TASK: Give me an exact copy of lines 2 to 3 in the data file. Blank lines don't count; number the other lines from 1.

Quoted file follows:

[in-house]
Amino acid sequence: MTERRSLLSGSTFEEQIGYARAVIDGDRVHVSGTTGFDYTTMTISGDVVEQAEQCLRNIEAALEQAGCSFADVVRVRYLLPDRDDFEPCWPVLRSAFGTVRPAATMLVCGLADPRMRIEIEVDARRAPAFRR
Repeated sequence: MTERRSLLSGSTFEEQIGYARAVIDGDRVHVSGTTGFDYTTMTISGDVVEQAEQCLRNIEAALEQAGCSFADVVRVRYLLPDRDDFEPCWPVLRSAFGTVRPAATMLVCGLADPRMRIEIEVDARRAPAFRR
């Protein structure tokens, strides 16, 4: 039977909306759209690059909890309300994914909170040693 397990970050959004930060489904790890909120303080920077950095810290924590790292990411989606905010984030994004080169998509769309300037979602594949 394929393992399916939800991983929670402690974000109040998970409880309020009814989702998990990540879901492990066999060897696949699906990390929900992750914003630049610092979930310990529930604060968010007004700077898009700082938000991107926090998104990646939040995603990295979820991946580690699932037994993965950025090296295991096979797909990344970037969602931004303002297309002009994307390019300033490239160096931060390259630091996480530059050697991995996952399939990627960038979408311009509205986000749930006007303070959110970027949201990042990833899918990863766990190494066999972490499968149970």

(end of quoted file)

Amino acid sequence: MTERRSLLSGSTFEEQIGYARAVIDGDRVHVSGTTGFDYTTMTISGDVVEQAEQCLRNIEAALEQAGCSFADVVRVRYLLPDRDDFEPCWPVLRSAFGTVRPAATMLVCGLADPRMRIEIEVDARRAPAFRR
Repeated sequence: MTERRSLLSGSTFEEQIGYARAVIDGDRVHVSGTTGFDYTTMTISGDVVEQAEQCLRNIEAALEQAGCSFADVVRVRYLLPDRDDFEPCWPVLRSAFGTVRPAATMLVCGLADPRMRIEIEVDARRAPAFRR